Time & Speed

Relative Speed And Conversions

The concept of Relative Speed is central to most physics. When do we say that a body is in motion? If you are lying perfectly still on the ground, are you in motion or are you at rest? The answer is that if you change your relative position with respect to something, you are in motion. Otherwise, you are in a state of rest.

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Relative Speed

Imagine that you have a dart gun with a muzzle velocity of 45 mph. Further imagine that you are on a bus travelling along a straight highway at 55 mph and that you point the gun so that the barrel is level and pointing directly forward, toward the front of the bus. Assuming no recoil, as it leaves the muzzle of the gun, how fast is the dart travelling relative to the road? That’s right!

Relative Speed

100 mph. The dart is already travelling forward at 55 mph relative to the road just because it is on a bus that is moving at 55 mph relative to the road. Add to that the velocity of 45 mph that it acquires as a result of the firing of the gun and you get the total velocity of the dart relative to the road.

In other words, we say that the velocity of one object as measured from another object is its Relative Speed with respect to it. There are broadly two cases in the relative speed as shown below.

When the Objects are moving in the same Direction

Let us say two objects with a velocity equal to a and b with respect to the ground are moving in the same direction. Suppose you and your friend are both travelling in a train or you are on a train and she is in a car but both are travelling towards the same destination. Let your velocity be a and that of your friend be b. Then the Relative Speed of your friend as seen by you will be equal to:

a – b. This is known as the Relative Speed of a with respect to b.

When the Objects are moving in the Opposite Direction

Let us say you are going from Bombay to Pune and your friend is travelling from Pune to Bombay in opposite directions. Then we can say that the Relative Speed is as: (a + b) or the sum of the two velocities.

Example 1: A bus is travelling along a straight highway at a constant 55 mph. A person sitting at rest on the bus fires a dart gun that has a muzzle velocity of 45 mph straight backwards, (toward the back of the bus). Find the velocity of the dart, relative to the road, as it leaves the gun.

Answer: Defining: vBR to be the velocity of the bus relative to the road, vDB to be the velocity of the dart relative to the bus, and vDR to be the velocity of the dart relative to the road, and defining the forward direction to be the positive direction; we have:

vDR = vBR − vDB or in other words we have: vDR = 55 mph − 45 mph. Therefore we may write that vDR = 10 mph in the direction in which the bus is travelling.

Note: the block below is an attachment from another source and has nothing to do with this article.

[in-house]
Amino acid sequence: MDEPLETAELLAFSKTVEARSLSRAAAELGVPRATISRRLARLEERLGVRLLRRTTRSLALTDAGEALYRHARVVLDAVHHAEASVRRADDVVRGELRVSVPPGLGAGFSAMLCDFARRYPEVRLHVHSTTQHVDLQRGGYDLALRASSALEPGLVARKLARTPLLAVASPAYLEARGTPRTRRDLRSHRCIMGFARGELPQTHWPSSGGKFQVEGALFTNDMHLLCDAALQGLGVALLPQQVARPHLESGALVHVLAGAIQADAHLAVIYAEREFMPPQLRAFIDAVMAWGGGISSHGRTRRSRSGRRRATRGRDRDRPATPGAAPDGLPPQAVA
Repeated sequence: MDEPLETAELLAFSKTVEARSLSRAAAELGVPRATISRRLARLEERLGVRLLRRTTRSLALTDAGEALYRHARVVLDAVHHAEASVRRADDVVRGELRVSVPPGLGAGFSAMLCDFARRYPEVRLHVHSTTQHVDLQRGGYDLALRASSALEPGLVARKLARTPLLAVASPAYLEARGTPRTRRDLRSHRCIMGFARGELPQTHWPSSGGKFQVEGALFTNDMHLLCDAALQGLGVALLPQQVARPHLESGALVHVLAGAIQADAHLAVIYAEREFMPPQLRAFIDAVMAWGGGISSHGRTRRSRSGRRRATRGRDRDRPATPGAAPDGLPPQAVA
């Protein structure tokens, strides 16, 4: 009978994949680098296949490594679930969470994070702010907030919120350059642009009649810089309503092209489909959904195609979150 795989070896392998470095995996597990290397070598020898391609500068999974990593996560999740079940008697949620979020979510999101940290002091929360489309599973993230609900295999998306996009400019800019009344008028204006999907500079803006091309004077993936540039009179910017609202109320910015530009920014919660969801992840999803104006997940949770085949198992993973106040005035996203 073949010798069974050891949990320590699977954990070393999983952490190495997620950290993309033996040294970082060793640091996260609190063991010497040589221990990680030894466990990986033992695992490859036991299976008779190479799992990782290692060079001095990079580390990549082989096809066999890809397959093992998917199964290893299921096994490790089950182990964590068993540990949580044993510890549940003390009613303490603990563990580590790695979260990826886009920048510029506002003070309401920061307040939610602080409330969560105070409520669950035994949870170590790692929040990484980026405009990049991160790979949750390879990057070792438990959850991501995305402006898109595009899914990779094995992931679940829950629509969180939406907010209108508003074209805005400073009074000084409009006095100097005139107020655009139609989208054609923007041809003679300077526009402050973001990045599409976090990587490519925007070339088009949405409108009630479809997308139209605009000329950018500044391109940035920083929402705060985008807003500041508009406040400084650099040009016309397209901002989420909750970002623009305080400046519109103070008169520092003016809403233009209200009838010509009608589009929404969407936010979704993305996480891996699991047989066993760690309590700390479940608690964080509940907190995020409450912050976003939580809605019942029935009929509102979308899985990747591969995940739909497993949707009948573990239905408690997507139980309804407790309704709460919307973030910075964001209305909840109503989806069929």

Conversions

While solving any problem on the concept of speed, the relative units have to be uniform. In other words, the units throughout any calculation shall be the same. The most common units are the meter and the Kilometer. The following is the conversion between the units of distance.

Distance Conversions

1 m is equivalent to 1.0936 yards, or 39.370 inches. Also, we have 1/100 m = one centimetre 1/1,000 m = one millimetre.

We can easily make the conversions from one system of units, for example, a man covers 30 ft in ten seconds. What is his speed in meter per second?

A) 0.9146 m/s.             B) 9.146 m/s                  C) 13.32 m/s              D) 1.332 m/s

Answer: We know that 1m is equal to 3.28 ft. So we can write that 30 ft = (1/3.28)×30 = 9.146 m. So the speed of the man is 9.146/10 m/s or 0.9146 m/s. Therefore the correct option is D) 1.332 m/s.

Time Conversions

The time conversions are simple. We know that each minute has 60 seconds and each hour has 60 minutes. Therefore the number of seconds in an hour = 60×60 = 3600 s.

Trick For The Speed Conversion

Now let us use both the tricks to do the most common conversion that you will encounter in the section. The most common conversion is from km/hr to m/s. Let us see what we can do here. Convert one kilometre per hour to meter per second?

Answer: We know that 1 km = 1000 m. Also as we just saw 1 hr = 3600 s.

So we can write 1km/1hr = 1000/3600 m/s = 5/18 m/s.

For example, a body is moving at a velocity of 60 km/hr. Its speed in m/s is?

Answer: If you want to change any speed from km/hr to m/s, you need to multiply the km/hr by the factor 5/18 as we just saw. So, in this case, we can write:

60 km = 60×(5/18) m/s = 50/3 m/s =  16.67 m/s.

Practice Question:

Q 1: A train is travelling from a station A to another station B at a speed of 60 km/hr. Another train is travelling at a speed of 30 km/hr from station B to A. The relative speed of train A with respect to B is?

A) 90 m/s                     B) 30 m/s                 C) 25 m/s                       D) 12 m/s

Ans: C) 25 m/s

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Rabi
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Rabi

How can u solve ex 4

fuck you
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fuck you

LIterally contradict yourself by saying distance is greater than or equal to displacement then saying that displacement can never be less than distance but if distance is greater than or equal to then displacement would be less than or equal too sick contradiction

Rinku Uppal
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Rinku Uppal

Many of your questions are wrong let alone solutions. These waste our precious time and cause confusion

Udayan Ramachandran
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Udayan Ramachandran

The answer for Example 4 is wrong. The correct answer 425.6.

yeet
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yeet

yeet

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